Gtech eBike City review in a sentence: if you want an electric bike that's easy to maintain and ride, and don't want to go off-roading or anything too brutal, this VFM ebike remains a great option
Super yacht owners in the Netherlands are no longer the investment bankers and lottery winners of this world, they are CEOs and founders of eBike companies.
Why? Because according to Forbes, 40 per cent of all bicycle sales in the Netherlands last year were eBikes, with revenues reaching the heady heights of €823 million. If you want to get rich quick, move to Amsterdam and bolt an electric motor to a bicycle.
We may be slower on the uptake here in the UK, but more and more commuters are cottoning on to the fact that a bit of battery assistance can make even the most arduous of journeys less sweaty, while avoiding the spiralling cost of public transport equates to a few more coins in the wallet at the end of the month.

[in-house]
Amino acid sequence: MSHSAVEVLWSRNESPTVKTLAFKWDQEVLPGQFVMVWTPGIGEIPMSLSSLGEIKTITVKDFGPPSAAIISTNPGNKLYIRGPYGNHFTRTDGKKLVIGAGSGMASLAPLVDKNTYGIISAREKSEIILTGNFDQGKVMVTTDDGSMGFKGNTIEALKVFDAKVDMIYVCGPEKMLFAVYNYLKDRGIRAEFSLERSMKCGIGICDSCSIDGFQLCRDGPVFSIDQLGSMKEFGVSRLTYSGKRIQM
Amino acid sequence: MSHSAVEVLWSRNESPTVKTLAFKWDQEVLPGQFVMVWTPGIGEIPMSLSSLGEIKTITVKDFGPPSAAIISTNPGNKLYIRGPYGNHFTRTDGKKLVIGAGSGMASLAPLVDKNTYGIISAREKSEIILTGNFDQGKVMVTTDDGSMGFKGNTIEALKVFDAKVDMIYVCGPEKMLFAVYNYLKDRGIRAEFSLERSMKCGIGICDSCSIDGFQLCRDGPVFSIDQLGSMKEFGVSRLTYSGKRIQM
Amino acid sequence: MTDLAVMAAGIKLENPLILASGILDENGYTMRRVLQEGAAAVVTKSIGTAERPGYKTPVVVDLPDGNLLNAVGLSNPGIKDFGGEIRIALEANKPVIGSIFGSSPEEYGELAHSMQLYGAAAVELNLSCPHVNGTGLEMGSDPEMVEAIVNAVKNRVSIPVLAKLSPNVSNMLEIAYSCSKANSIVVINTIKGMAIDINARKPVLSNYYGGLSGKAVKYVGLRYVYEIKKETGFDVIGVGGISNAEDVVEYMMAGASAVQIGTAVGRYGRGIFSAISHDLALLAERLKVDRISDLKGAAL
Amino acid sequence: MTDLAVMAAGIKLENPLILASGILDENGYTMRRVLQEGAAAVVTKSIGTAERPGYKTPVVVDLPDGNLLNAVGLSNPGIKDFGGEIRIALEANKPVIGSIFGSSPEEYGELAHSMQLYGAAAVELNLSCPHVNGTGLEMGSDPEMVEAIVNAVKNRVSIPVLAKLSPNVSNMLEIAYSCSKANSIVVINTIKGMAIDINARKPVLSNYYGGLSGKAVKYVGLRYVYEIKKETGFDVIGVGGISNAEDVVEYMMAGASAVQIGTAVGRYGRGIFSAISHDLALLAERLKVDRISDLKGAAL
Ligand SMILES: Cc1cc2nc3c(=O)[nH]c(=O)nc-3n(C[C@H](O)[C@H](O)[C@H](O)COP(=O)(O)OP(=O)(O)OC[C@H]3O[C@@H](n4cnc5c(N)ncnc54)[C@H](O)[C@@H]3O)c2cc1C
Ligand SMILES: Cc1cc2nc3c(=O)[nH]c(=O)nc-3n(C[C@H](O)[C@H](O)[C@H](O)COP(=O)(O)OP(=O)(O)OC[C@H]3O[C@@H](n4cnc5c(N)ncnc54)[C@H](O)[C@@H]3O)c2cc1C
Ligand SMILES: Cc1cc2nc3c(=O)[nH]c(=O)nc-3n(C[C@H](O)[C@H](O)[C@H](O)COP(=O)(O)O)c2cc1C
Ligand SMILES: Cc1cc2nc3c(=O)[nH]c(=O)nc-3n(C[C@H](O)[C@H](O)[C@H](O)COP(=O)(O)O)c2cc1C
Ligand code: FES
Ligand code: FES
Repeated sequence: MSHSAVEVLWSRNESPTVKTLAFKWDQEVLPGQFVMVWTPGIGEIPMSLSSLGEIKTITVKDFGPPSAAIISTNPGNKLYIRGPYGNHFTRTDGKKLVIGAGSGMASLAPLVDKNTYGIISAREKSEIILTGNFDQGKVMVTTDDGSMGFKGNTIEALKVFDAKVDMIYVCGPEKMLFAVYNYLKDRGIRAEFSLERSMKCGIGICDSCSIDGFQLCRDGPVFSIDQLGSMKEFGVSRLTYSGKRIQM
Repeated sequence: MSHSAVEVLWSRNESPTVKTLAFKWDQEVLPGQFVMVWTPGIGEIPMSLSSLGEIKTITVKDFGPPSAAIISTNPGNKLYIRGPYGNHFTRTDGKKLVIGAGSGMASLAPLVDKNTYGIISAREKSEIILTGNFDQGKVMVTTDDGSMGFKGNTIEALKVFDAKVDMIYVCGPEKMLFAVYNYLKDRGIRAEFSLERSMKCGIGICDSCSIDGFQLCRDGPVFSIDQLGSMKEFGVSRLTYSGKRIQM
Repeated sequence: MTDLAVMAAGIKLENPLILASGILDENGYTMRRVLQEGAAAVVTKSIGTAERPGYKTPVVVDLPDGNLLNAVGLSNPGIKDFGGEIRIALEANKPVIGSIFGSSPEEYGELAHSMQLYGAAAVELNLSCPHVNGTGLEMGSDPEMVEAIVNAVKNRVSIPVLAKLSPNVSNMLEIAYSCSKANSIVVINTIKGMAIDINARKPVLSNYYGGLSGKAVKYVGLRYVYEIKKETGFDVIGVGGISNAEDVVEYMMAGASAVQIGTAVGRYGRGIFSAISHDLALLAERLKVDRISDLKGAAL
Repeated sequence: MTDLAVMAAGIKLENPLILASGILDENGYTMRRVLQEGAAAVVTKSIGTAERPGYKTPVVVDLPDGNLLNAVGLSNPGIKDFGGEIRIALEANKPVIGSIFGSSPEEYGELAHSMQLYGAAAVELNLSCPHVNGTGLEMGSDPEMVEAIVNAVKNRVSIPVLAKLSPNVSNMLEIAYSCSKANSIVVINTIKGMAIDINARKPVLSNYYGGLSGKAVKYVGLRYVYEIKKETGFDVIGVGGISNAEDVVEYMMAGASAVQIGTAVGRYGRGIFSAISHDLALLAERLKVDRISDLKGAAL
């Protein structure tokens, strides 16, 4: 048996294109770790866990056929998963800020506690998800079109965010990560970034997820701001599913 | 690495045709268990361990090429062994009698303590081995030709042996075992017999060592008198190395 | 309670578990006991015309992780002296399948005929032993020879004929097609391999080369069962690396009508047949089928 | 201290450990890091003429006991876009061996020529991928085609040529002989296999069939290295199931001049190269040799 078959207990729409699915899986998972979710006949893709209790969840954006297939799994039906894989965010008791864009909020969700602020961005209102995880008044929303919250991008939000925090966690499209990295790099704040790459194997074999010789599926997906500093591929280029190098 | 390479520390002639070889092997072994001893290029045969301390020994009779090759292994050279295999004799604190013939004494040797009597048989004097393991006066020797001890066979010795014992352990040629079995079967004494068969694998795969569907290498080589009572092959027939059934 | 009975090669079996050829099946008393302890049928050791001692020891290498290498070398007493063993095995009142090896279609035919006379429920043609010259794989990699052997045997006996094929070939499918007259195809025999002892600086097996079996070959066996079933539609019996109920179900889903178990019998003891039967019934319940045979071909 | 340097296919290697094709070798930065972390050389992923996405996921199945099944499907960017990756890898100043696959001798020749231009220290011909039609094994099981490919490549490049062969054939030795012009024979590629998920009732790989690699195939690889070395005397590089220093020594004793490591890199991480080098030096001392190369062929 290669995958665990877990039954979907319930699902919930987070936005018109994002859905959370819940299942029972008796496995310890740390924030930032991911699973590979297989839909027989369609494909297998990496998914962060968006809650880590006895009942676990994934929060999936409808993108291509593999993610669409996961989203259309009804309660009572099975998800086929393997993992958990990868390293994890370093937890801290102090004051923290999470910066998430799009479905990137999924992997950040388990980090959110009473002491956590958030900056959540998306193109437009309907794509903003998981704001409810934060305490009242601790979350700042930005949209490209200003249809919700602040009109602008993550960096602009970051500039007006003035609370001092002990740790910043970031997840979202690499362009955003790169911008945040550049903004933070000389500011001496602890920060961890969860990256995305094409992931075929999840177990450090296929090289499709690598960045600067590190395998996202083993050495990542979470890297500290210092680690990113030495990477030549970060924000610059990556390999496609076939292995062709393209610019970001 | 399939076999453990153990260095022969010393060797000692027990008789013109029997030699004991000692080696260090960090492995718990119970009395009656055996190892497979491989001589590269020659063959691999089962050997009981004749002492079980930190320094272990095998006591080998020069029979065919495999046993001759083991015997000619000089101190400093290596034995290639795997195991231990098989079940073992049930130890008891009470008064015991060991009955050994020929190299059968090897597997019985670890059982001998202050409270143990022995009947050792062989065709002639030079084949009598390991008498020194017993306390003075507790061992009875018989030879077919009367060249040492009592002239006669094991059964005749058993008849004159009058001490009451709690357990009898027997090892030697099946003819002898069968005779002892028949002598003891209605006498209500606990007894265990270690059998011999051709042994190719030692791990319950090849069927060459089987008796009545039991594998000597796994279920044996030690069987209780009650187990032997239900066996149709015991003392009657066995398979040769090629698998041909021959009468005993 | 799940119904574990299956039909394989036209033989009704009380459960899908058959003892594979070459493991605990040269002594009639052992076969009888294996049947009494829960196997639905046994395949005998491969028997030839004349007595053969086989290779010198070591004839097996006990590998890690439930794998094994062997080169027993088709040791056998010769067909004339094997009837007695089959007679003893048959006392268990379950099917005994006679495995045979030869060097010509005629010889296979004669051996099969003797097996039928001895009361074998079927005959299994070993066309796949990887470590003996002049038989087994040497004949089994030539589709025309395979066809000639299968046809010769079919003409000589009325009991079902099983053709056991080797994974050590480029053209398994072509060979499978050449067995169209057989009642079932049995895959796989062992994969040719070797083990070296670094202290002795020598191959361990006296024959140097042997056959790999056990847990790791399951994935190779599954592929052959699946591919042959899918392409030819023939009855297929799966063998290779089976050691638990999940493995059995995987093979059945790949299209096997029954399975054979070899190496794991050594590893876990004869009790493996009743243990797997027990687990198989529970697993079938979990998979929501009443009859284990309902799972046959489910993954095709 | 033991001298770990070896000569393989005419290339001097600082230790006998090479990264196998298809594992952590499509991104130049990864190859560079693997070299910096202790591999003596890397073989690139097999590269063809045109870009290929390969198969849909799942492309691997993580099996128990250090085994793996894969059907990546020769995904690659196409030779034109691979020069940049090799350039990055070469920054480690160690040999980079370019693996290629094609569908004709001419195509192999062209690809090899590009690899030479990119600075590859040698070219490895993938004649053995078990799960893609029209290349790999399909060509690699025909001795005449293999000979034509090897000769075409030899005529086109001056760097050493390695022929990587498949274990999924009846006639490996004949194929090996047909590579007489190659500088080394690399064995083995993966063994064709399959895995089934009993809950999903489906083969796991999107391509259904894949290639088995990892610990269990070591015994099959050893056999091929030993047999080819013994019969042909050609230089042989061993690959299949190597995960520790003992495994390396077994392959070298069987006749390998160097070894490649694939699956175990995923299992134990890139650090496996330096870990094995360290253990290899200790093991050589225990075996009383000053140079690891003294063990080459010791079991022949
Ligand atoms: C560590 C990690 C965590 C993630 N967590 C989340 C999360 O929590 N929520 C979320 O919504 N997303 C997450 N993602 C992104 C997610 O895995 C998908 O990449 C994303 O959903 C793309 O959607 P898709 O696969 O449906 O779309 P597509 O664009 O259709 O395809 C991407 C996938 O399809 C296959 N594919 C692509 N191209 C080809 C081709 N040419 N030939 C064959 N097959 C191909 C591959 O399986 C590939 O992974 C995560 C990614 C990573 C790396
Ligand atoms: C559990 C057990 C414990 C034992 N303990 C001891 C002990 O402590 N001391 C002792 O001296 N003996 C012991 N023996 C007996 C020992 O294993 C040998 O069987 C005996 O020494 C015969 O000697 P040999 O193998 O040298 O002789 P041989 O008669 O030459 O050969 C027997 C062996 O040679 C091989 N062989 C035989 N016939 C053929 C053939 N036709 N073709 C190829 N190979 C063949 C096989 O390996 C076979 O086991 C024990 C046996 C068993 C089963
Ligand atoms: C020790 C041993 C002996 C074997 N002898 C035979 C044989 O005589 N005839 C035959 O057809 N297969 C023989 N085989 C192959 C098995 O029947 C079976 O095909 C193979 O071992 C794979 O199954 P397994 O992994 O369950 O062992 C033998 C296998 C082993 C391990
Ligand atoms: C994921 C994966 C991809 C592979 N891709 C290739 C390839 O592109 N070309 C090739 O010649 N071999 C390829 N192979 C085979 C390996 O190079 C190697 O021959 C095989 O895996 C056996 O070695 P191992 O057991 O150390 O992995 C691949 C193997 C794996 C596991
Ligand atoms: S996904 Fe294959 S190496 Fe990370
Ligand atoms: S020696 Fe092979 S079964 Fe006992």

Gtech, the manufacturer of electric lawnmowers and proud producer of mildly irritating TV ads for vacuum cleaners, was among the early runners in the UK eBike game and its simple range of two-wheeled machinery was certainly up there with the most affordable.
Annoyingly for Nick Grey (owner of Gtech and the bloke that loves to chat about his AirRam), a handful of other eBike manufacturers have come along offering a sub £1k product that arguably integrates the electric technology with greater stylistic flourish.
That's not so say the Gtech eBike City and Sports are no longer worth your consideration, because they still propose low maintenance, ease of use and a comfortable ride without breaking the bank.
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Gtech eBike City: the looks
The Gtech eBike comes in two flavours: Sport or City. The former is a vague homage to an urban hybrid or stripped-back mountain bike, while the latter features a 17-inch step-through frame, upright riding position and squishy saddle for more relaxed cycling around town.